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NIJINSKY'S LAST DANCE (article first published : 2000-07-7)

"I am Nijinsky" mutters the mentally-deranged figure in a straitjacket curled up on the floor. The mutters grow to insistence and eventually into a shout as the persona of the legendary Russian dancer who was once hailed as "the eighth wonder of the world" asserts himself.

In between reverting back to his state of madness, Nijinsky looks back on his life and his loves with each lighting state - a spotlight here, a red surround there - prompting him to a further memory.

In "Nijinsky's Last Dance", written by Norman Allen, directed by Maralin Vanrenen and presented by Pieter Toerien, Gavin van den Berg reminds us what a fine actor he is. Working mainly in television recently, he has certainly lost none of his stagecraft in this finely-honed and focused performance. Clever costuming allows his straitjacket to be reversed to become an ordinary coat and his white loincloth has an extra length of material which serves as a dress or a shawl when he portrays his sister Bronislawa, ballerinas Karsavina and Pavlova or wife Romola de Pulszky.

The feted son of legendary dancers Thomas Laurentiyevich Nijinsky and Eleonora Bereda, Nijinsky entered the Imperial School of Dancing in St. Petersburg at the age of nine - "a very odd boy, legendary legs and thin face, holds himself proud as if afraid to speak" reports his teacher. Before long, his phenomenal talent was discovered and he had graduated and entered the Mariinsky Theatre by the age of 16. So began an extraordinary career that was to see him perform all the leading parts at the Mariinsky Theatre and at the Bolshoi Theatre in Moscow.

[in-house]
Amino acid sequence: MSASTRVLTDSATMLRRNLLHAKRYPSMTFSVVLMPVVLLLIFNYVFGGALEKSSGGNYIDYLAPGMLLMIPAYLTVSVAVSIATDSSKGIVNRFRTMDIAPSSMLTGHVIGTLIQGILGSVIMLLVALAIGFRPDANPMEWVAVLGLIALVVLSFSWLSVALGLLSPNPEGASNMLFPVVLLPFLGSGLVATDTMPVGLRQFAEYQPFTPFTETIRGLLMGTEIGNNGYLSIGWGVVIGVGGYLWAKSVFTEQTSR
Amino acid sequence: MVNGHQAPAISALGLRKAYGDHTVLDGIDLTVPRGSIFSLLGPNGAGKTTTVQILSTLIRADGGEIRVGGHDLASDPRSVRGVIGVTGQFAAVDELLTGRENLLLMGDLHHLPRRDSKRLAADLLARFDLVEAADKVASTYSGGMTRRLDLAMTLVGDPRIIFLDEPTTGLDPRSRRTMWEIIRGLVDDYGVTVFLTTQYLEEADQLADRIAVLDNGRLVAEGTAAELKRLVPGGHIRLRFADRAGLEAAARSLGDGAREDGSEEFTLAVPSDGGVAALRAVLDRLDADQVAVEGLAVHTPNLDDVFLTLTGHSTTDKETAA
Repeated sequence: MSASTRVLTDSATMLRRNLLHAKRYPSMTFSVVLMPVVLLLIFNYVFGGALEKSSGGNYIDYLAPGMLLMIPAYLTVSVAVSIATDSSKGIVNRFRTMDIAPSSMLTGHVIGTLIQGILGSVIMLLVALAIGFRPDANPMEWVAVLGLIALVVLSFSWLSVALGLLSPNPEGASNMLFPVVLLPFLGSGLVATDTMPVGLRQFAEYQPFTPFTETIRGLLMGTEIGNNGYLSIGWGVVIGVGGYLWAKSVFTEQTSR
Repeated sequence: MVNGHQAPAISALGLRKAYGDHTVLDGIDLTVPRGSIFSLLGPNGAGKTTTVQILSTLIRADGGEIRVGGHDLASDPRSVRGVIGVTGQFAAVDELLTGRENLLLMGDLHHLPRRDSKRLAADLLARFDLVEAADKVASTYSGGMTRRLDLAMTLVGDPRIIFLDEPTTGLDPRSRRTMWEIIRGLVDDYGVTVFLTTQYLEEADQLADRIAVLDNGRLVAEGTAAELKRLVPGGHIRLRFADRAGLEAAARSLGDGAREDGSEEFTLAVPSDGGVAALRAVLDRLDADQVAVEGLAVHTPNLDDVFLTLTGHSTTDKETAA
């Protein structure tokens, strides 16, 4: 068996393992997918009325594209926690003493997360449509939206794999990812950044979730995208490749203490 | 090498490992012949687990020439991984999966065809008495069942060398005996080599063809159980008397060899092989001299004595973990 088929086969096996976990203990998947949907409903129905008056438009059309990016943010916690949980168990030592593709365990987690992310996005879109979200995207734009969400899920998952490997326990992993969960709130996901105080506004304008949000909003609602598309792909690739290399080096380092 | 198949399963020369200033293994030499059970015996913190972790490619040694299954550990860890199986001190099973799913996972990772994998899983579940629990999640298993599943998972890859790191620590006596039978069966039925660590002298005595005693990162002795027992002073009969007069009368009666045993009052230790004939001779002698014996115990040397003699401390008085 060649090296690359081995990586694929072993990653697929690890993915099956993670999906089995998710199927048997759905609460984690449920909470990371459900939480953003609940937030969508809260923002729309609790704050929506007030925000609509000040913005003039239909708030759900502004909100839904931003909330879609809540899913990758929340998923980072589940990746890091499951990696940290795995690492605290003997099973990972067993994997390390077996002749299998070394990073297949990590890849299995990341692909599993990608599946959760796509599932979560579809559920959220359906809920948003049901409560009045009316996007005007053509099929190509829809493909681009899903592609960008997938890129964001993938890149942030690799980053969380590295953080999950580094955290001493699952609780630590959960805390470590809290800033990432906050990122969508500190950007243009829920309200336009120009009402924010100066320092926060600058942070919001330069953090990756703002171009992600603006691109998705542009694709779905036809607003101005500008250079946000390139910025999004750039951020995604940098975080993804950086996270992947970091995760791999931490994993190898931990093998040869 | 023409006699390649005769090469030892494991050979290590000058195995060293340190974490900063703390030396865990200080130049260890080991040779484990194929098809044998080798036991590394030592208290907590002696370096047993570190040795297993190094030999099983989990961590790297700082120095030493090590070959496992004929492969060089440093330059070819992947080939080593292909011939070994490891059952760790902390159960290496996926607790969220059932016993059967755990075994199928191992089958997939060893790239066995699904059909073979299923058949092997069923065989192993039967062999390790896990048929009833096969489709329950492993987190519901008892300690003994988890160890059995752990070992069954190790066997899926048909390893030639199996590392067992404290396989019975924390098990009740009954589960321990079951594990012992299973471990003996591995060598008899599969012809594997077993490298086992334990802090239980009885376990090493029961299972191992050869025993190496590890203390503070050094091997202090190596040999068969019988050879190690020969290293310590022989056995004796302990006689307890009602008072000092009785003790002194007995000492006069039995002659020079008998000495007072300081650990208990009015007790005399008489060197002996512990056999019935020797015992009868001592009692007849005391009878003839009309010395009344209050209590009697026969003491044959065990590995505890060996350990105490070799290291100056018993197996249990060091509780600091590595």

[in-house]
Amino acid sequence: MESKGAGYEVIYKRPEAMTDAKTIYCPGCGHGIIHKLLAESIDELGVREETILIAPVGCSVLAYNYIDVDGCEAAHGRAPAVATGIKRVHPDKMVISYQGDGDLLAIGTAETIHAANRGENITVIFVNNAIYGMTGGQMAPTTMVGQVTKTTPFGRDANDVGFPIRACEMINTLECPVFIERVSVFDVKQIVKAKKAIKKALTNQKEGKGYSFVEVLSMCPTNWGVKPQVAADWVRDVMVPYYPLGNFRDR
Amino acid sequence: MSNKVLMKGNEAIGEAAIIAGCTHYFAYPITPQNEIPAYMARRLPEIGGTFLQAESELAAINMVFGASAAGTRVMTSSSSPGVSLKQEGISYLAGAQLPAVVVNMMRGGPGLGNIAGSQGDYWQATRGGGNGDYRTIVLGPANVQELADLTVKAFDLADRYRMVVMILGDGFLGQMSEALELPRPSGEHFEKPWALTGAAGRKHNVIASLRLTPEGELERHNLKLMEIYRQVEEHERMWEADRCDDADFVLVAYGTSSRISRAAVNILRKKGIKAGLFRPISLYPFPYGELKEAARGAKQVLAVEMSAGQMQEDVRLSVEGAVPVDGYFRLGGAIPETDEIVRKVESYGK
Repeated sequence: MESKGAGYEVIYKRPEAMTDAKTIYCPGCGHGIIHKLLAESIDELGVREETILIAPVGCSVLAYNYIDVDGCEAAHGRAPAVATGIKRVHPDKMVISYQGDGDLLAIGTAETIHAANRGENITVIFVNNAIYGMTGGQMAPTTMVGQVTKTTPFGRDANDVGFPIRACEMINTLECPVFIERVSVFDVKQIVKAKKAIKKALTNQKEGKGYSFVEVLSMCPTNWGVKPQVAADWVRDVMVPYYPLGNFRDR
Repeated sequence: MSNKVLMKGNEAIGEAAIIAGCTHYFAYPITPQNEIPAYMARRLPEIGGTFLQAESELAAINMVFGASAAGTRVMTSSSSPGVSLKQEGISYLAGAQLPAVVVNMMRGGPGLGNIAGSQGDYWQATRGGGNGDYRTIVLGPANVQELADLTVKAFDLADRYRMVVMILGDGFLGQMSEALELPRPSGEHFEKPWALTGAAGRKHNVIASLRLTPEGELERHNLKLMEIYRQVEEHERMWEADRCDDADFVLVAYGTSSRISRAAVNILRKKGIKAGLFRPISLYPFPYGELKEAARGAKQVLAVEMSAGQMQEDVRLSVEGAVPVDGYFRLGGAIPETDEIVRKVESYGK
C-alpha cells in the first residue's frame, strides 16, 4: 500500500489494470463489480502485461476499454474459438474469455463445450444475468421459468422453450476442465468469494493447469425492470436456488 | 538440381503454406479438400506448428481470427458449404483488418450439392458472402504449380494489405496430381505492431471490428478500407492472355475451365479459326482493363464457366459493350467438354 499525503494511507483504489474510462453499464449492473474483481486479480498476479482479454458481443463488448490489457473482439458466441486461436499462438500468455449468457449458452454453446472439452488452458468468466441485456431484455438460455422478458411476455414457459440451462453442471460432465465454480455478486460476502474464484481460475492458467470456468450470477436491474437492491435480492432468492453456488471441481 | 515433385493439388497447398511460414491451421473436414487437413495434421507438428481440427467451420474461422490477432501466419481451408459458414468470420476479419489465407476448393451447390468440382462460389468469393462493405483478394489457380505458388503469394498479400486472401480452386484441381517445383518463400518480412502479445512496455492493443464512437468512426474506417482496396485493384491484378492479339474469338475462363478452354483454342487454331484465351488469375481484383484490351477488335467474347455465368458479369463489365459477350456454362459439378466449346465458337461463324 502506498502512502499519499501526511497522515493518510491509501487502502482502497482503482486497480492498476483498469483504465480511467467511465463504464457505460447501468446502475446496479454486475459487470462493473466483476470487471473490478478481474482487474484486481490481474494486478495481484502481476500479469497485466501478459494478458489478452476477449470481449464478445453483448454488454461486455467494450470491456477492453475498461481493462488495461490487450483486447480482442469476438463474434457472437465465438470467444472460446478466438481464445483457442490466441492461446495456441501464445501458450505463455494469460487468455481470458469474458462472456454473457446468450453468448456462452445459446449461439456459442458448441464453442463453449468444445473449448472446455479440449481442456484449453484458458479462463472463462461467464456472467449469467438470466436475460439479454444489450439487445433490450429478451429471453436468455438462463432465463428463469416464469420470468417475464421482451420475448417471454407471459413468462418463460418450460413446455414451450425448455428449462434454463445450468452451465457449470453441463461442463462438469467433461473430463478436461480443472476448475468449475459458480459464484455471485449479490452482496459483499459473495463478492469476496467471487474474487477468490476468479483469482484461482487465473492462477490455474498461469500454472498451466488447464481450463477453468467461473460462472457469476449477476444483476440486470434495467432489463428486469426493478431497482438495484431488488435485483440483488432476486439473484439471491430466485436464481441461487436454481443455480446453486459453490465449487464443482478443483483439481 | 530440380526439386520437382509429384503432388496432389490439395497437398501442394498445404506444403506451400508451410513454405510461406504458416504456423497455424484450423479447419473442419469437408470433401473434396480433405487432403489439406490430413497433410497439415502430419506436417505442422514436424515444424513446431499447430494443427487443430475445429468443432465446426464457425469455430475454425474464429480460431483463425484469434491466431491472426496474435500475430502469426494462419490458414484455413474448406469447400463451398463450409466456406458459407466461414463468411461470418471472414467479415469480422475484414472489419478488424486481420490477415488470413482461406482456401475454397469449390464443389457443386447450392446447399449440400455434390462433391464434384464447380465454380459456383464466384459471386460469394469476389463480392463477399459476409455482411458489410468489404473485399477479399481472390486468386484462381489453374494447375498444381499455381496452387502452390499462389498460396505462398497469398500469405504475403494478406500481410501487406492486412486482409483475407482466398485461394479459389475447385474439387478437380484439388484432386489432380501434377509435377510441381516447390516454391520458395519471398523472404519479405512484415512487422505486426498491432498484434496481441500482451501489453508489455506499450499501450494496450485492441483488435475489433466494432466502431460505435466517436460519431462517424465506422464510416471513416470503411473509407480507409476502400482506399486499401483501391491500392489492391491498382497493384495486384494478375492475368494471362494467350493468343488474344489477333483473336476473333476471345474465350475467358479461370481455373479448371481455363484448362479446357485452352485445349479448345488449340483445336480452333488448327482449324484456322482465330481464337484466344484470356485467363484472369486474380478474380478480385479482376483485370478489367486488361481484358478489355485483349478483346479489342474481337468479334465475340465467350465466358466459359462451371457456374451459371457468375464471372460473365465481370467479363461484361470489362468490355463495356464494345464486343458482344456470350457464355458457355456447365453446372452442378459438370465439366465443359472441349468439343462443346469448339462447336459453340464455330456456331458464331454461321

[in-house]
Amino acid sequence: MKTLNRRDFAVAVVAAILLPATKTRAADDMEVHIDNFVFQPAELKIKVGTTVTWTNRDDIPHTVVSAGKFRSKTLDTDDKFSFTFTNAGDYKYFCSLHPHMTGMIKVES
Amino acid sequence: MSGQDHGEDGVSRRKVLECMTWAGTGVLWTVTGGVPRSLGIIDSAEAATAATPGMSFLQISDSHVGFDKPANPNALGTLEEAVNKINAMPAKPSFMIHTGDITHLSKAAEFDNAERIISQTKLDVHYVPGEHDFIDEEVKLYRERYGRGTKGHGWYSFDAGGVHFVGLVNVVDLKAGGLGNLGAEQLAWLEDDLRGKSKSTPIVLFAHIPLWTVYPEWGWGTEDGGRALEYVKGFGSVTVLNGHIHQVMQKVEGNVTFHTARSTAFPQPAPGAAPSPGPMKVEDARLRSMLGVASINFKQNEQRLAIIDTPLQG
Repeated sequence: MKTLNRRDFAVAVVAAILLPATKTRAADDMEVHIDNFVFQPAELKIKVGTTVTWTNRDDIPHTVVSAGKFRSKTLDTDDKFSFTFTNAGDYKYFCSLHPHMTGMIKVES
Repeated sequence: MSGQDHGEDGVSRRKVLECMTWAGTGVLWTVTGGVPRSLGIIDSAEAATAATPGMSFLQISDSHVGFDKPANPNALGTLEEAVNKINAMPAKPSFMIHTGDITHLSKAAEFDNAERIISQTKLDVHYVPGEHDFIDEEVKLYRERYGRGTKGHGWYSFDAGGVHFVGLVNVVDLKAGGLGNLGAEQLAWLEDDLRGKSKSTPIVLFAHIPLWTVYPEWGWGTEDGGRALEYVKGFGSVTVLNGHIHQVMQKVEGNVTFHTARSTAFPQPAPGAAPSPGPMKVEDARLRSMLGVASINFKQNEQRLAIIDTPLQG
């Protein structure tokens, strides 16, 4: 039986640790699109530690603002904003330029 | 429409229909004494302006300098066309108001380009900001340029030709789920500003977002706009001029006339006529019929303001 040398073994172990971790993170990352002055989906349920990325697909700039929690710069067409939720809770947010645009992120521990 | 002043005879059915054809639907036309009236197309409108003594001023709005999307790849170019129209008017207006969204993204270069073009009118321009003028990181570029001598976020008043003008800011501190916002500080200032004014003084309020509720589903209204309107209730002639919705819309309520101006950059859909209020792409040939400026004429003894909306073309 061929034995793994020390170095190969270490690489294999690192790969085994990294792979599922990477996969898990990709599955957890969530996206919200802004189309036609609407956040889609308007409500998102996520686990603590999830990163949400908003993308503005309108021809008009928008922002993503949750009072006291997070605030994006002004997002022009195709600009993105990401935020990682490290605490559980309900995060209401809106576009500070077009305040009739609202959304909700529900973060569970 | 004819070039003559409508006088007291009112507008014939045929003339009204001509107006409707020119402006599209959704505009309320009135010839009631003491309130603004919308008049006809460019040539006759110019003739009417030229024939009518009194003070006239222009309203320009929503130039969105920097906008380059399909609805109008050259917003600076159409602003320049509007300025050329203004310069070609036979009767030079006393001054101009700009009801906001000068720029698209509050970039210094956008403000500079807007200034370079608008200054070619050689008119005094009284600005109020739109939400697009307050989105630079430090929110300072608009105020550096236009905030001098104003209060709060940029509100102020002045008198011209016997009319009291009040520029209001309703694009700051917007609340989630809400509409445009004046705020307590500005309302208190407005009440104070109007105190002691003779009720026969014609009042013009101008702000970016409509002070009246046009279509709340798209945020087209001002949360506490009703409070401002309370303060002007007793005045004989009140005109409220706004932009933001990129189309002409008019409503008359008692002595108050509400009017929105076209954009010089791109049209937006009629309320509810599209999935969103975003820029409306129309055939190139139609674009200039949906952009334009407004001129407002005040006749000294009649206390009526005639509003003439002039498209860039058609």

It wasn't long before he caught the alert - and lascivious - eye of Sergey Diaghilev, the founder of the Ballet Russes. Their sexual and professional relationship forms the basis of Nijinsky's Last Dance, with Diaghilev's proprietorial attitude breaking off a relationship with sculptor and writer Auguste Rodin.

Diaghilev controls his life and even after he fires Nijinsky from the Ballet Russes because he dares to get married, he remains in the background tormenting and hounding him.

Norman Allen's finely constructed script allows Gavin van den Berg full rein of his considerable dynamics. While he never actually dances, he perfectly executes the highly distinctive movements of the faun and so credible is his performance that it would surprise the audience not at all if he launched into the work itself. He moves through the agonies of creation, the pride of success and the self-importance, never forgetting that his particular genius doesn't just "happen": "This is not magic, this is hard work!" he cries.

Nijinsky was the principal dancer of the Ballet Russes and his capacity for elevation made his performance in "Le Spectre de la Rose" a sensation. He premiered ballets such as Fokine's "Schéhérazade" and "Pétrouchka". His choreography was considered daringly original and he produced works that are now classic such as "L'après-midi d'un Faune" (Afternoon of a faun), "Jeux", "Le Sacre du Printemps" (The Rite of Spring) and After he left the Ballet Russes he toured America, eventually ending up in a music hall show only to discover Diaghilev in the audience one night.

The war and its devastating results played on his brain, eventually turning him to madness. After only ten years in the international limelight, he retired from the stage at the age of 29 in 1919. His nervous breakdown was diagnosed as schizophrenia.

Gavin van den Berg gives us an idea of what this extraordinary dancer would have been like to know. He puts in a tour de force performance, all the more impressive by his control at the end when people started leaving, presumably to get to other productions. They were the losers - you don't get much better than this.

It still seems that some festival audience members need to be reminded that they are watching live performances where performers and audience alike need to focus on the matter at hand. In addition to the requests to switch off cellphones, what about asking people who think they may have to leave early to seat themselves close to the nearest exit and - even better - take their shoes off when they leave so that they don't disturb either performers or audience?




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